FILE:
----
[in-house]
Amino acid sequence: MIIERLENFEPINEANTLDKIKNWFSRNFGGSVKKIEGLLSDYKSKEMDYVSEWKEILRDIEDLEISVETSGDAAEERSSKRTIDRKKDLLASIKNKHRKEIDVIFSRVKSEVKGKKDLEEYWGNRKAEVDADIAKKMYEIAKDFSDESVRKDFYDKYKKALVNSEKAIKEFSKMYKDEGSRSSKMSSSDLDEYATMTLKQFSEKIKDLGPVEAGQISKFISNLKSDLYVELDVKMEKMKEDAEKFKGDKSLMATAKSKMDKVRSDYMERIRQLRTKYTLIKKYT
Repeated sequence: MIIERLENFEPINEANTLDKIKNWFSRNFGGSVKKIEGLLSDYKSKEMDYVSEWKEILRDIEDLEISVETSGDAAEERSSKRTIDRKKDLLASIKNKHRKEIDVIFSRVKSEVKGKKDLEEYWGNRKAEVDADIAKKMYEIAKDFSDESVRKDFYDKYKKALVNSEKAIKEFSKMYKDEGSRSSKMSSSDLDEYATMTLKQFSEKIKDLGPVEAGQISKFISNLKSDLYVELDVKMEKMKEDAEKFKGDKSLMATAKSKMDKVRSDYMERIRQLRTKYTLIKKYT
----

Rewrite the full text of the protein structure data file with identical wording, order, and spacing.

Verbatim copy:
[in-house]
Amino acid sequence: MIIERLENFEPINEANTLDKIKNWFSRNFGGSVKKIEGLLSDYKSKEMDYVSEWKEILRDIEDLEISVETSGDAAEERSSKRTIDRKKDLLASIKNKHRKEIDVIFSRVKSEVKGKKDLEEYWGNRKAEVDADIAKKMYEIAKDFSDESVRKDFYDKYKKALVNSEKAIKEFSKMYKDEGSRSSKMSSSDLDEYATMTLKQFSEKIKDLGPVEAGQISKFISNLKSDLYVELDVKMEKMKEDAEKFKGDKSLMATAKSKMDKVRSDYMERIRQLRTKYTLIKKYT
Repeated sequence: MIIERLENFEPINEANTLDKIKNWFSRNFGGSVKKIEGLLSDYKSKEMDYVSEWKEILRDIEDLEISVETSGDAAEERSSKRTIDRKKDLLASIKNKHRKEIDVIFSRVKSEVKGKKDLEEYWGNRKAEVDADIAKKMYEIAKDFSDESVRKDFYDKYKKALVNSEKAIKEFSKMYKDEGSRSSKMSSSDLDEYATMTLKQFSEKIKDLGPVEAGQISKFISNLKSDLYVELDVKMEKMKEDAEKFKGDKSLMATAKSKMDKVRSDYMERIRQLRTKYTLIKKYT